Meperidine - Nazis, needles, and how to give yourself Parkinson's

Meperidine (aka pethidine or Demerol) is an an opioid analgesic (morphine-like painkiller) that was apparently first synthesized in 1939, deep in the drug laboratories of Nazi Germany [1]. Unlike morphine or codeine, which are naturally present in the opium poppy (Papaver somniferum), or heroin, which is made by acetylating morphine, meperidine is synthesized from organic precursors via complicated chemical reactions (i.e. more or less from scratch). If you're interested, you can make it yourself starting with an isomer of vitamin B3 and menthol. Isn't Erowid such a lovely thing?

For much of the 20th century, doctors and scientists somehow got it into their heads that meperidine was safer and less addictive than morphine, neither of which are true [1]. The drug also has relatively low potency, a relatively short duration of action, and causes a bunch of fairly terrible side effects not typically seen with other opioids (e.g yucky anticholinergic effects) [1]. When meperidine was first introduced, it was made available as a solution in ampules or vials. Since morphine was only available as a hypodermic tablet at the time, necessitating the preparation of a solution prior to injection, meperidine quickly became one of the most widely used painkillers for treating moderate to severe pain [1].

The great (or terrible, depending on your view) thing about meperidine is that it doesn't constrict your pupils (miosis, or pinpoint pupils), a telltale sign of morphine/heroin/oxycodone use [2]. This property apparently makes it popular among junkie health care professionals who want to keep things on the DL. Meperidine is also infamous for being the drug that a bunch of illicit users were attempting to make when they accidentally made 1-methyl-4-phenyl-1,2,5,6-tetrahydropyridine (MPTP) and gave themselves parkinsonism [3]. A heartwarming tale to say the least.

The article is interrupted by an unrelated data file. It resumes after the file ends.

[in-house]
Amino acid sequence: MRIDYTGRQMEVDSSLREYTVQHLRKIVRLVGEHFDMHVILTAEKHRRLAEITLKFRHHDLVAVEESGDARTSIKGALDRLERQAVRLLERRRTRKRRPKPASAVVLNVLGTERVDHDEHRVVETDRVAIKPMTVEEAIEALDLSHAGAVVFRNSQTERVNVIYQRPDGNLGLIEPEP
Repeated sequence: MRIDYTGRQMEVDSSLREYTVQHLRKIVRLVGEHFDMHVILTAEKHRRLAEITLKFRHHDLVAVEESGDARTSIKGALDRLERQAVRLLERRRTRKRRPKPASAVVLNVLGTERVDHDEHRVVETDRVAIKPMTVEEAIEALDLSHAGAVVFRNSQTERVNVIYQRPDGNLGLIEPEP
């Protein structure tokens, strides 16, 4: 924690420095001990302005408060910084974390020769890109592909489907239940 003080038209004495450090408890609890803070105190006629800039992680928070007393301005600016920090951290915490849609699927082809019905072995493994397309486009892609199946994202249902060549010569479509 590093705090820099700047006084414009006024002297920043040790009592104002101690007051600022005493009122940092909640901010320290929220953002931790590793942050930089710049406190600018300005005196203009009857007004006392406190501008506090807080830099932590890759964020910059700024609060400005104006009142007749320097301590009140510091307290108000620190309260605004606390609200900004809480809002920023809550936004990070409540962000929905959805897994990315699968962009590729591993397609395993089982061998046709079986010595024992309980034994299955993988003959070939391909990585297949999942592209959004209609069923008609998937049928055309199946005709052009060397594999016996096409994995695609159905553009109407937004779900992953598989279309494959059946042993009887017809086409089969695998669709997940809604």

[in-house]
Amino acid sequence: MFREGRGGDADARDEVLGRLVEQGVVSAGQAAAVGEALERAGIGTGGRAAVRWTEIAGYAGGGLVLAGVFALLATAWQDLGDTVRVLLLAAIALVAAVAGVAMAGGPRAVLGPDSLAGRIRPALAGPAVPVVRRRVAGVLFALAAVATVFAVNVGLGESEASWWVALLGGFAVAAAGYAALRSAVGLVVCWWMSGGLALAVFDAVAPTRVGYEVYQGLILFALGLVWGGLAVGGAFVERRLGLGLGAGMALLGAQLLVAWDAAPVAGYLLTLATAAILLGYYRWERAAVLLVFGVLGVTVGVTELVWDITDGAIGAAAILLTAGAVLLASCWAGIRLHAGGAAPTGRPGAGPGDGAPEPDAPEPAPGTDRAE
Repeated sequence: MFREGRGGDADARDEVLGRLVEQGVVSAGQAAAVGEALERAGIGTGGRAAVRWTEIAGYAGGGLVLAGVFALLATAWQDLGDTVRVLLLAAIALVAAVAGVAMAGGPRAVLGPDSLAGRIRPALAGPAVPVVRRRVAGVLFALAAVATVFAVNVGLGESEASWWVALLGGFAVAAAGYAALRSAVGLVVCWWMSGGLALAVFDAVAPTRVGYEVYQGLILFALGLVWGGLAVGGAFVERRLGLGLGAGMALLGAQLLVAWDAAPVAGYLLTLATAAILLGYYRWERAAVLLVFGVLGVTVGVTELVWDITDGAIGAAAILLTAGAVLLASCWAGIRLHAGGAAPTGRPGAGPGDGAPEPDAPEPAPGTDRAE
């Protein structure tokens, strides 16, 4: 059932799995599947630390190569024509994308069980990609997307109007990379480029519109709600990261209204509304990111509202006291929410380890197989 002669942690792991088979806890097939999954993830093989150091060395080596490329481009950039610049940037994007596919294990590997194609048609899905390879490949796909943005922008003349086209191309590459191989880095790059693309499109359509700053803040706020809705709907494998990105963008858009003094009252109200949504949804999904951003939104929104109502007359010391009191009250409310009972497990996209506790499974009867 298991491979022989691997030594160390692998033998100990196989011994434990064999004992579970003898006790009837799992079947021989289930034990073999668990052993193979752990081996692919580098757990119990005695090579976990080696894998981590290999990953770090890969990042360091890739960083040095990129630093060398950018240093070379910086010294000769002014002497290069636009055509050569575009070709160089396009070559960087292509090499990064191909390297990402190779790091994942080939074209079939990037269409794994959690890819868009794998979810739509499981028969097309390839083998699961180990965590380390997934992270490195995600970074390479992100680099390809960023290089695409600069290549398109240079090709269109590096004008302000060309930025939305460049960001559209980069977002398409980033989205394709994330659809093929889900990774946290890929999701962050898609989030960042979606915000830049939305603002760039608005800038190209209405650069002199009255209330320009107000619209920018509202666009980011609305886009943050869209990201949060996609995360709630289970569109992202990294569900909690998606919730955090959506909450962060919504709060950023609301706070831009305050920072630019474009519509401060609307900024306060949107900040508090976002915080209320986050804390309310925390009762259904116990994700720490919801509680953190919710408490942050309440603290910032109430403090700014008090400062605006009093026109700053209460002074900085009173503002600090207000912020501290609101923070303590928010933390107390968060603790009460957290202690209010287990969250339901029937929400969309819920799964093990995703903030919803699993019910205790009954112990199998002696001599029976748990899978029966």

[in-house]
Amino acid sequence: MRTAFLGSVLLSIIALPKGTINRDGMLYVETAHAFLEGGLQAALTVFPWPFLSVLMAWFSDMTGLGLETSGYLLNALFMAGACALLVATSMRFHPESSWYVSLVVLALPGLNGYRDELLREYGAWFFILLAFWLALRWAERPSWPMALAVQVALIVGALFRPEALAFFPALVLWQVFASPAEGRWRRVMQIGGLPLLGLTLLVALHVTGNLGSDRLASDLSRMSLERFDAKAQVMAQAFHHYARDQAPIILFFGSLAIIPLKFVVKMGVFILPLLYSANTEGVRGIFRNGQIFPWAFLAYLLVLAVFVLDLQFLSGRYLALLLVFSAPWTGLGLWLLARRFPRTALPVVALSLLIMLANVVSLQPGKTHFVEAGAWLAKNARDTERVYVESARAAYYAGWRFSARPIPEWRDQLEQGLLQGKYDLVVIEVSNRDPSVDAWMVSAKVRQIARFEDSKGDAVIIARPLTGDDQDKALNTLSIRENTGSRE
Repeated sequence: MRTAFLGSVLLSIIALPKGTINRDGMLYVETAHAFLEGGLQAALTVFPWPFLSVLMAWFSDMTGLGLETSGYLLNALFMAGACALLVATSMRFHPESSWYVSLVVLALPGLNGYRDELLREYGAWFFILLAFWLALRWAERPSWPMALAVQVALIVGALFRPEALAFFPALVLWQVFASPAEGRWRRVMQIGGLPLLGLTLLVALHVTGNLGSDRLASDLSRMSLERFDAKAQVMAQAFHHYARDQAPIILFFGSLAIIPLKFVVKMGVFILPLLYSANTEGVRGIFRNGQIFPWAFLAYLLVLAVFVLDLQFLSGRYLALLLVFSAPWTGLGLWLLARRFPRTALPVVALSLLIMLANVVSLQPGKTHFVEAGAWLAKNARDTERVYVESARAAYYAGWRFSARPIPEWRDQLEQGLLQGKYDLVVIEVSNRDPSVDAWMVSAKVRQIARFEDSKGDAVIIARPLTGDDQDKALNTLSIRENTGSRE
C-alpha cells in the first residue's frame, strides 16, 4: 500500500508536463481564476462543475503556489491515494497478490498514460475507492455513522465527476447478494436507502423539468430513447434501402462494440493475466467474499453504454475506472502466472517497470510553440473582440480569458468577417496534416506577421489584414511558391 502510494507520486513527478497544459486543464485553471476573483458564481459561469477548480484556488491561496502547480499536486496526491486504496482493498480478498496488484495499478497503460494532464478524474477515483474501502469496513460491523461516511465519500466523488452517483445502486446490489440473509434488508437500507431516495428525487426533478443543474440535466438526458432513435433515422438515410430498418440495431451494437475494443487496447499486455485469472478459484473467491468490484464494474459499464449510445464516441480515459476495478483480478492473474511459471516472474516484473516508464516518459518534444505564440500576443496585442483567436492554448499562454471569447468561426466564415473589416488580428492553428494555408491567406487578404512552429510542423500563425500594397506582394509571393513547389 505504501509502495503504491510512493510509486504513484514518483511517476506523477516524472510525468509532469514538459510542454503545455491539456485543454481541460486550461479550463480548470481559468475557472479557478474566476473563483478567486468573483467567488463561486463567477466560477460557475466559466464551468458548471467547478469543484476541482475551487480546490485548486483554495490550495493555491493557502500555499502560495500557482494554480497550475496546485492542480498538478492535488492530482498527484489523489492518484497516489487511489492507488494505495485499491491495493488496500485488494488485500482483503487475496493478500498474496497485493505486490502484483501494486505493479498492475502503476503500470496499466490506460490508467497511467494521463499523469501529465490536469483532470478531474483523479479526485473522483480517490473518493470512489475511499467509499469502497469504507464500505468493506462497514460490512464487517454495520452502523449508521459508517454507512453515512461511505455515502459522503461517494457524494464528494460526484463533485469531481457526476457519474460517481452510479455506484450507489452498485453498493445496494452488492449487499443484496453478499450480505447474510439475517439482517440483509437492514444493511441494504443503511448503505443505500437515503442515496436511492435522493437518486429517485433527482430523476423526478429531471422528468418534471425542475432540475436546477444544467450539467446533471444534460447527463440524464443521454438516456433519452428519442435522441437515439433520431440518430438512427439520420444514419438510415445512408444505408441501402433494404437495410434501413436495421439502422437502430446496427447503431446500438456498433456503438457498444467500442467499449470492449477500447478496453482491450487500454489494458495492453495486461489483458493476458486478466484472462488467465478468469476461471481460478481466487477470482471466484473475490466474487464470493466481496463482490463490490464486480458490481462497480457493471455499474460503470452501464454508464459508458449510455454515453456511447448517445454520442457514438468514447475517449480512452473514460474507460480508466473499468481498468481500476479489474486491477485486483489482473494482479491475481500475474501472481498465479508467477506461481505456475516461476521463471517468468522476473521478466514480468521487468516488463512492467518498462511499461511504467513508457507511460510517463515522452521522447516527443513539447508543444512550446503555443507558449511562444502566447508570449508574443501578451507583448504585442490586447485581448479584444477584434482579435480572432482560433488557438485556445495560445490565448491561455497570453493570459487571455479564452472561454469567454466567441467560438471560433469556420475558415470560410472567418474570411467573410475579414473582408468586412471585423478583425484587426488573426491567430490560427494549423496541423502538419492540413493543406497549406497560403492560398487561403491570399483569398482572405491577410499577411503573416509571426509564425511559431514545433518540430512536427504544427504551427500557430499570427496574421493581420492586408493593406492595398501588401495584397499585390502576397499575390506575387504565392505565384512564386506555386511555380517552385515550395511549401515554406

[1] Latta KS, Ginsberg B, Barkin RL. (2002). Meperidine: a critical review. Am J Ther 9: 53-68.
[2] Mistovich JJ, Krost W, Limmer DD. (2006). Beyond the basics: patient assessment. Emerg Med Serv 35: 72-77.
[3] Langston JW, Ballard P, Tetrud JW, Irwin I. (1983). Chronic Parkinsonism in humans due to a product of meperidine-analog synthesis. Science 219: 979-980.

Medical terminology can get overwhelming, so use a free online medical dictionary. As those with nursing careers know, it is important to be properly trained in first aid in order to be able to help save lives. Having some first aid products around the home is a good idea as well.

Atenolol is taken separately or in mixture with other drugs to treat high blood pressure. For the treatment of angina, and heart attacks atenolol is prescribed. It's classified among the beta blockers; a class of drugs that works by slowing down the activity of heart rate so the heart pumps slowly, same effects can be generated by taking darvocet.

3 chemically inspired comments:

Anonymous said...

There's a serial killer in Neuromancer whose drug mixture of choice is like methamphetamine and demerol mixed together and IVed. That's one of those things that sounds like a really awesome idea but also one of those things you can imagine reading in a forensic tox report on a mysterious death. Like: FOUND IN SYSTEM: DEMEROL, METHAMPHETAMINE. CASE CLOSED. GOOD WORK ASSHOLE WAY TO KNOCK YOURSELF OFF

Margaret said...

It also has a nasty metabolite normeperidine, which can cause seizures.

In addition, it acts an SSRI and when given in combination with an MAO inhibitor, can cause a fatal serotoin syndrome. It was this mistake, by a sleep-deprived resident, that caused the death of Libby Zion in the 1980s, which was the impetus for limiting the number of consecutive hours doctors can work.

Anyway, Demerol is a nasty drug, and there's very little reason to prescribe it anymore.

bfulda said...

I use it to for my migraines. It takes al little while to work, longer than an IM, but once it kicks in it takes the pain away nicely. I've been taking 20 pills every month or so for the last 10 years. It works, I just wish it didn't make me sleepy.